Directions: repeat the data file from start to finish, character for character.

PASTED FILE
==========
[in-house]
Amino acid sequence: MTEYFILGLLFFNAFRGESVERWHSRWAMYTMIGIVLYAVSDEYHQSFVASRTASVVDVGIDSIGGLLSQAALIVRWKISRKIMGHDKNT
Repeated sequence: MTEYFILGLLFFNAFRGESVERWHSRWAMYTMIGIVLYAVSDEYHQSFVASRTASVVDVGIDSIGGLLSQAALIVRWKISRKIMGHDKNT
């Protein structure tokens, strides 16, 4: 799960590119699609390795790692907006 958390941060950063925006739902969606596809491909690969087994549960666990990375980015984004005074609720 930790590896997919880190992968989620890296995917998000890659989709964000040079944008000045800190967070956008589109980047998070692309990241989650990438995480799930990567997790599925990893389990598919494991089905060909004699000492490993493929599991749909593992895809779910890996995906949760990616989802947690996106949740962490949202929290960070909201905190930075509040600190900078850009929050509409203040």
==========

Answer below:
[in-house]
Amino acid sequence: MTEYFILGLLFFNAFRGESVERWHSRWAMYTMIGIVLYAVSDEYHQSFVASRTASVVDVGIDSIGGLLSQAALIVRWKISRKIMGHDKNT
Repeated sequence: MTEYFILGLLFFNAFRGESVERWHSRWAMYTMIGIVLYAVSDEYHQSFVASRTASVVDVGIDSIGGLLSQAALIVRWKISRKIMGHDKNT
């Protein structure tokens, strides 16, 4: 799960590119699609390795790692907006 958390941060950063925006739902969606596809491909690969087994549960666990990375980015984004005074609720 930790590896997919880190992968989620890296995917998000890659989709964000040079944008000045800190967070956008589109980047998070692309990241989650990438995480799930990567997790599925990893389990598919494991089905060909004699000492490993493929599991749909593992895809779910890996995906949760990616989802947690996106949740962490949202929290960070909201905190930075509040600190900078850009929050509409203040």